Some stuff in California never changes—accusations of election fraud, as one example.
This week, poll workers informed 88-year-old GOP voter Estelle Bender that she was recorded as already having cast her ballot. The problem was, she did not cast it.
“I went to the High School to cast my vote,” Bender said KTLA5 reporter Chris Wolfe. When Bender handed a poll worker her voter information, the worker told Bender that the computer reported she had already voted. “I said, ‘no, I have not,’ and she said, ‘This was happening all morning.’”
Clearly, Bender was not the only one worried about being informed she had already voted. “The man beside me was saying the same thing,” said Bender. “So I got the ballot and I was very angry.”
Bender saw two other people who knew and told them to, “not be surprised if they say you have already voted.” She then asked the people, “Are you Republicans?” They were. “So am I,” she said, “and so are my friends who had this issue,” which was enough to cause Bender to become suspicious.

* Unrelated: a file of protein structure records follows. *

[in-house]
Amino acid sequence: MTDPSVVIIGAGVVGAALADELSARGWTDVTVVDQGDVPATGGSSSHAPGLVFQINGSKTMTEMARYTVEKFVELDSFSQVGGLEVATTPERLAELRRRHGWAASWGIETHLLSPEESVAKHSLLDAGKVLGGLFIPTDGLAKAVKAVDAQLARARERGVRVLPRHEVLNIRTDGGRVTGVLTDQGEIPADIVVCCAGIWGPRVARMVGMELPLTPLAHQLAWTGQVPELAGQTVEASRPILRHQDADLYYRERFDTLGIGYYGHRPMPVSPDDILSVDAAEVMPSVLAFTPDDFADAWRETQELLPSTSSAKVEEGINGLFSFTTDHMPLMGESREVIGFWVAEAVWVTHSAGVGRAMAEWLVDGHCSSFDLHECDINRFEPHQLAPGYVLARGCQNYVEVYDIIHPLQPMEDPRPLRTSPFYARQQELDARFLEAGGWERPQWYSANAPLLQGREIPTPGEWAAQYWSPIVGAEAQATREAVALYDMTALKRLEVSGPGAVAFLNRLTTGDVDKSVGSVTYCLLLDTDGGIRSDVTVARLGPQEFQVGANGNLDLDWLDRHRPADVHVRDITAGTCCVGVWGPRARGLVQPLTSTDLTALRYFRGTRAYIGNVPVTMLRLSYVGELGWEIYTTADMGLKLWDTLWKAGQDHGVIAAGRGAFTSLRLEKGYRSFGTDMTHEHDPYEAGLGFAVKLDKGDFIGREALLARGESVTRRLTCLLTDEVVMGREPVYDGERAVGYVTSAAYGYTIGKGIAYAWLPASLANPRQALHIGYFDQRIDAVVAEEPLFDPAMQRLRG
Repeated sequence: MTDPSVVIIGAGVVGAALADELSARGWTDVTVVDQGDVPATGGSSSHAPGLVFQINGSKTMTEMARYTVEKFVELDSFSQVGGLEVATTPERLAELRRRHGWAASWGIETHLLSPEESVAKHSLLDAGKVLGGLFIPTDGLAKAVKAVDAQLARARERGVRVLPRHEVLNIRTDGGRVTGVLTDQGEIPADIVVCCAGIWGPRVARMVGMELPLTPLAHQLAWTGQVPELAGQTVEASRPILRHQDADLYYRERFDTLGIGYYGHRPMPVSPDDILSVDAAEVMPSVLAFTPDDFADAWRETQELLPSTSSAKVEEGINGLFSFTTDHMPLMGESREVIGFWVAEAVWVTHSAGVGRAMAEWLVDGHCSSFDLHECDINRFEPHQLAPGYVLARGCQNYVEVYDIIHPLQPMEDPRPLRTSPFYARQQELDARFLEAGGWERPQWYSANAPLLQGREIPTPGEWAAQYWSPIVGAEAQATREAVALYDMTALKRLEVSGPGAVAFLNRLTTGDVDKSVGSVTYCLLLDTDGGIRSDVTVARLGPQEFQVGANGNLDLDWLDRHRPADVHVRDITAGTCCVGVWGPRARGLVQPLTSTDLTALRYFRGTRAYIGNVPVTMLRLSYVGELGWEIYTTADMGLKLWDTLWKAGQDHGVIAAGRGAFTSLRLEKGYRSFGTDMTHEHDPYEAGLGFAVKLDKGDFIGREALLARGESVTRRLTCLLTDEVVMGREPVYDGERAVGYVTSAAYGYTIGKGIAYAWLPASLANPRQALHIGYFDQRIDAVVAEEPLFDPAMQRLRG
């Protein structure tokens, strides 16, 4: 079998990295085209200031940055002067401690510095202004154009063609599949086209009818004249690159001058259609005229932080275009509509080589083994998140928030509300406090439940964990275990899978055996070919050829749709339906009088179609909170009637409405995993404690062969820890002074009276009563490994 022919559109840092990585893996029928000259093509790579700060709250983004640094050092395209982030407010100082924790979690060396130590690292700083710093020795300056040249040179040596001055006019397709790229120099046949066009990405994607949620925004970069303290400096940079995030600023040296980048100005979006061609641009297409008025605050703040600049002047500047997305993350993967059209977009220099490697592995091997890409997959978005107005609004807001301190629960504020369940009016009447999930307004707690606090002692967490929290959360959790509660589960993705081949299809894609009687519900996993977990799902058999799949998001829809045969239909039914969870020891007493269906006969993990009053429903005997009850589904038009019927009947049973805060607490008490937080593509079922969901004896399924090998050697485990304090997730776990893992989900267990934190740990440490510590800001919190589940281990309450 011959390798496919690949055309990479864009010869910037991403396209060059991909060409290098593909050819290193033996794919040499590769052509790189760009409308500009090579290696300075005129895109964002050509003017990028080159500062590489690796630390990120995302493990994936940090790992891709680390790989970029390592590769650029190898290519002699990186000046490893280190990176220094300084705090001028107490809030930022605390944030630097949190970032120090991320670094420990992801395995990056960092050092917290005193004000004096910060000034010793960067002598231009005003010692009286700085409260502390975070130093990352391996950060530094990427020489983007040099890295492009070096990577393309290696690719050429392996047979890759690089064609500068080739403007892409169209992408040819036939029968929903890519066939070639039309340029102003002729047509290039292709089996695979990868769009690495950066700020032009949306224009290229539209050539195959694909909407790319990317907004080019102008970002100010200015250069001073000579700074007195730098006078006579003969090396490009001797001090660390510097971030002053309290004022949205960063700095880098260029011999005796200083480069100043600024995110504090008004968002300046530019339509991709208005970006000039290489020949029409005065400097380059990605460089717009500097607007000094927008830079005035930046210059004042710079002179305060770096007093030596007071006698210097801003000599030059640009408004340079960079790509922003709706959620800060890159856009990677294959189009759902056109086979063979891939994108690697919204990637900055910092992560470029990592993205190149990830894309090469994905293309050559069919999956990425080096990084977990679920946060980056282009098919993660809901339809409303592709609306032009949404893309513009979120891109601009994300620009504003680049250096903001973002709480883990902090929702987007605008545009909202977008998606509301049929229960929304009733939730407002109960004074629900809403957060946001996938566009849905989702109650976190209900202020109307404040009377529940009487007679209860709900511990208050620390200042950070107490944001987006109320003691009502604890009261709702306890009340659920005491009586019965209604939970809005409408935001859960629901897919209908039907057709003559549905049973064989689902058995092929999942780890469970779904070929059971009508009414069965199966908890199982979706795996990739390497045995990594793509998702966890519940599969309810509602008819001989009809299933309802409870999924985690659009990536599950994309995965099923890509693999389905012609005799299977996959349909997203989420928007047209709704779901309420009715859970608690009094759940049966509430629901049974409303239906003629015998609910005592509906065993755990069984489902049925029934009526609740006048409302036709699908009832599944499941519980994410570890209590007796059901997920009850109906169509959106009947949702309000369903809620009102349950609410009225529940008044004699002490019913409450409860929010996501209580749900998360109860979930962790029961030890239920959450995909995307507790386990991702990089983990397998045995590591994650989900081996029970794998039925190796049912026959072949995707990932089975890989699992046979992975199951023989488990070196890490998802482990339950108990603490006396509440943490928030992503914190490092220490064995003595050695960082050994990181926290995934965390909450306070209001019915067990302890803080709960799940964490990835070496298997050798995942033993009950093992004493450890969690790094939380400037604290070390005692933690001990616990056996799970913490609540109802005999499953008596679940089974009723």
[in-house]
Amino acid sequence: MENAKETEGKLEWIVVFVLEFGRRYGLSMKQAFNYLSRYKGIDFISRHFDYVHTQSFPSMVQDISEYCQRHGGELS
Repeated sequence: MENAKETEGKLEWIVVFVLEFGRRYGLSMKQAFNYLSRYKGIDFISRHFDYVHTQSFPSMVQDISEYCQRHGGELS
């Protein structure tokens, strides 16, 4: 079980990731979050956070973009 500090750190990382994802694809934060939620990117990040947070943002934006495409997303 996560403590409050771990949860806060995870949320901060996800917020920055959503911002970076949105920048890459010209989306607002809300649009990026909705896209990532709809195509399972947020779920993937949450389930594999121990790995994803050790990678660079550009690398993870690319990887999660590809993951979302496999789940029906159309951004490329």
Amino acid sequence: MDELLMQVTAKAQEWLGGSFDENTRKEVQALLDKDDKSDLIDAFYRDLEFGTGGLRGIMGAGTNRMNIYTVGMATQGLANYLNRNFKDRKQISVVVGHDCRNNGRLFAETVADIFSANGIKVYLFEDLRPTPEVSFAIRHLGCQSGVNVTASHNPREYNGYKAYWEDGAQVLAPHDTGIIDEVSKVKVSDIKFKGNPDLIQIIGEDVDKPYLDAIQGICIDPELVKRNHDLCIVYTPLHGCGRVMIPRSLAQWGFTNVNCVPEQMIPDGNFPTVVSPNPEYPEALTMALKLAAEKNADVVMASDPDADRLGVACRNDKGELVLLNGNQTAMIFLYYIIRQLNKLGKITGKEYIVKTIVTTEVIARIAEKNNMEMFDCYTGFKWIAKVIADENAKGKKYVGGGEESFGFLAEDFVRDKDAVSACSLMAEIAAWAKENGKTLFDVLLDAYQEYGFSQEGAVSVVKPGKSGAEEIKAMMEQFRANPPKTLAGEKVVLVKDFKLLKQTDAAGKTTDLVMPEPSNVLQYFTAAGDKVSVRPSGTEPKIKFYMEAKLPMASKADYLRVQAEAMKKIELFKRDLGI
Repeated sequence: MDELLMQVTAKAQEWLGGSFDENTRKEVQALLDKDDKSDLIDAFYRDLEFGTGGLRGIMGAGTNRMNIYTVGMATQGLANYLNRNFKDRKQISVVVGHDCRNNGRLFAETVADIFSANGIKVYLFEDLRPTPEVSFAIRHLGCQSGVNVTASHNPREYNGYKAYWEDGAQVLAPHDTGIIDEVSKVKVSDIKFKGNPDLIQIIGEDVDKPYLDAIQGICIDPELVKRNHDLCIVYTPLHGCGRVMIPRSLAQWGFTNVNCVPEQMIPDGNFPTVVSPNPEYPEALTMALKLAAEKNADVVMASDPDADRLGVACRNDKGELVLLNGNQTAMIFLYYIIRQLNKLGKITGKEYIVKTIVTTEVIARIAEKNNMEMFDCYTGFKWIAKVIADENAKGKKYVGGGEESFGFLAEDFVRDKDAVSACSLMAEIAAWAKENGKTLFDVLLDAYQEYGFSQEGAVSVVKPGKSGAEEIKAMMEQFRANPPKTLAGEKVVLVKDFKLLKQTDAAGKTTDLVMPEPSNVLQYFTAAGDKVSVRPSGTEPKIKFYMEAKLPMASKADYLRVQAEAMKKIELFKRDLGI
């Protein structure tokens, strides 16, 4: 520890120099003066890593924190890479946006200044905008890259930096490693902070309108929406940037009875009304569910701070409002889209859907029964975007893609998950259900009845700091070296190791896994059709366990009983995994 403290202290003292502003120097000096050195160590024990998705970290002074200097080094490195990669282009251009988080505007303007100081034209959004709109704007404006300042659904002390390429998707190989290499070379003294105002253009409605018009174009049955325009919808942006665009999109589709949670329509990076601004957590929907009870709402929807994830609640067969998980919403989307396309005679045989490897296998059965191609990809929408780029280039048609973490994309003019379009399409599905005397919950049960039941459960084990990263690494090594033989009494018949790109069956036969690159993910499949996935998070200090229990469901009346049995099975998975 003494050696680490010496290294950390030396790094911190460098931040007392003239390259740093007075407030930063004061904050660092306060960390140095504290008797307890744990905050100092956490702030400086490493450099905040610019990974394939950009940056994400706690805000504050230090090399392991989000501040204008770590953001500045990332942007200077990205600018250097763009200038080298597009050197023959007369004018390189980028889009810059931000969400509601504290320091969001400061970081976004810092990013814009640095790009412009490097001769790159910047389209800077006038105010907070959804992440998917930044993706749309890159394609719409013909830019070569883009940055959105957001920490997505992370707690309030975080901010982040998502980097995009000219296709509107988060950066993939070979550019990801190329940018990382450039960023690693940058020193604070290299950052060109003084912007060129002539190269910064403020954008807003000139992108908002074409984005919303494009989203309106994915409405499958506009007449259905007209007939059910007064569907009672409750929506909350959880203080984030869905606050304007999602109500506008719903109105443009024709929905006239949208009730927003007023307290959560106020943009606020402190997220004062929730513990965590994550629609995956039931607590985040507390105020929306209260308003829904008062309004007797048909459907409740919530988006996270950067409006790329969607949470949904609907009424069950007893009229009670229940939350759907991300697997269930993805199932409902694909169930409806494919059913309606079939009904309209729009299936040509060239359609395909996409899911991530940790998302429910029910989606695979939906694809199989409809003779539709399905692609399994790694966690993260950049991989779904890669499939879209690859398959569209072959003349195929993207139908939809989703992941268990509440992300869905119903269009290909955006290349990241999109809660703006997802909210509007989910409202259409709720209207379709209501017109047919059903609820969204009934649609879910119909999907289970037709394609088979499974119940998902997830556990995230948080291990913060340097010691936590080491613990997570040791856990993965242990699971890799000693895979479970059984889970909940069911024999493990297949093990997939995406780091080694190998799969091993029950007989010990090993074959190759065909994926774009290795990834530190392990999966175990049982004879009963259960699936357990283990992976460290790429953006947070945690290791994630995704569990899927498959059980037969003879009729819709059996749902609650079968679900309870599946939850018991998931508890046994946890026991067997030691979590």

“If I voted, how did I vote,” she asked implying she would like to know for whom her vote was given to.
The LA County Registrar-Recorder issued a comment to KTLA5 on the San Fernando Valley ballot issues:
“The voters who had this issue were given a provisional ballot — the failsafe way to ensure no one is kept from voting. Provisional ballots are normal ballots and once the eligibility of the voter is truly verified, they are counted and processed.”
After working on the issue, the equipment at these locations was exchanged and the voting went forward.”
As Wolfe reported, these ballot problems can certainly leave voters feeling “very worried, suspicious, and demanding answers,” but they also lead to some questions: How many of these voters got frustrated and did not vote at all? How many of these election ballots were already counted? Why are these things still happening, even after L.A. County’s terrible 2020 primary and many assurances they have been fixed?
L.A. County voters who had problems at the survey can call the Voter Fraud Hotline by dialing 800-815-2666, but Republican candidate Larry Elder is so worried with voter fraud that he has a document on his campaign website allowing his supporters to report such events.
Author: Blake Ambrose